State lawmakers over the weekend passed a bill that would restrict local governments from requiring new developments to have units set aside for affordable housing. It would also mean anyone challenging a development being approved that's inconsistent with the existing growth plan would have to pay the other side's attorney's fees if they lose.
Thomas Hawkins, of the environmental group 1,000 Friends of Florida, says the fear of having to pay potentially huge fees would essentially mean comprehensive plans could be gutted.
"Effectively, this will prevent any enforcement action of local government comprehensive plans," he said. "The result will be local governments will not have to adhere to their own development plans."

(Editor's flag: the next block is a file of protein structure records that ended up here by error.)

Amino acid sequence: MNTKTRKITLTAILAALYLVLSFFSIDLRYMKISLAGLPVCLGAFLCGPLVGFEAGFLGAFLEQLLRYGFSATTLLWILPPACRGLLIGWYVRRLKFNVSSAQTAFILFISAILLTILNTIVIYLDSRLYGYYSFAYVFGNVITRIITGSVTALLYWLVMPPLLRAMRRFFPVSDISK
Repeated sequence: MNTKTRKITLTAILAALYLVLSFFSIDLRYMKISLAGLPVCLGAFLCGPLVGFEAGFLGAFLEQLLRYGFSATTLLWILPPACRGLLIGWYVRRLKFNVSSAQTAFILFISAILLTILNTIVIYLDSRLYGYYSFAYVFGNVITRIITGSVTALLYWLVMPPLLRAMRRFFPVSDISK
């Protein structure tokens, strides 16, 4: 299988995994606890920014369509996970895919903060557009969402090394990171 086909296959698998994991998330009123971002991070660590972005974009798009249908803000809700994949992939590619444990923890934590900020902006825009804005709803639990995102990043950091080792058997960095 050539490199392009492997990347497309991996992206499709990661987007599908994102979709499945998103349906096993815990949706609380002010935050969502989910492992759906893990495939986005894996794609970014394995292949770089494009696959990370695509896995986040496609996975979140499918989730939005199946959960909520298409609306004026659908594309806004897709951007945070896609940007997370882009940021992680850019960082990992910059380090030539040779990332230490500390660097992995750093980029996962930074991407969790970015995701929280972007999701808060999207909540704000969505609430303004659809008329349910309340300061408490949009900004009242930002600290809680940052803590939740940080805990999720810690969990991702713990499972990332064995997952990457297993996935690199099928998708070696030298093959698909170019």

Hawkins said that could mean outside political influence and money dictating where - and how fast - Florida would grow.
"So anytime somebody - and it could be a landowner, could be a developer, could be a neighborhood association - anytime somebody sees a city or a county breaking its own land development rules," he said, "before they decide whether they want to take legal action to get the city to do what it's supposed to do, they have to figure in the risk of losing and paying the city's attorney's fees. Which can be very, very expensive."
The bill is now in the hands of Gov. Ron DeSantis.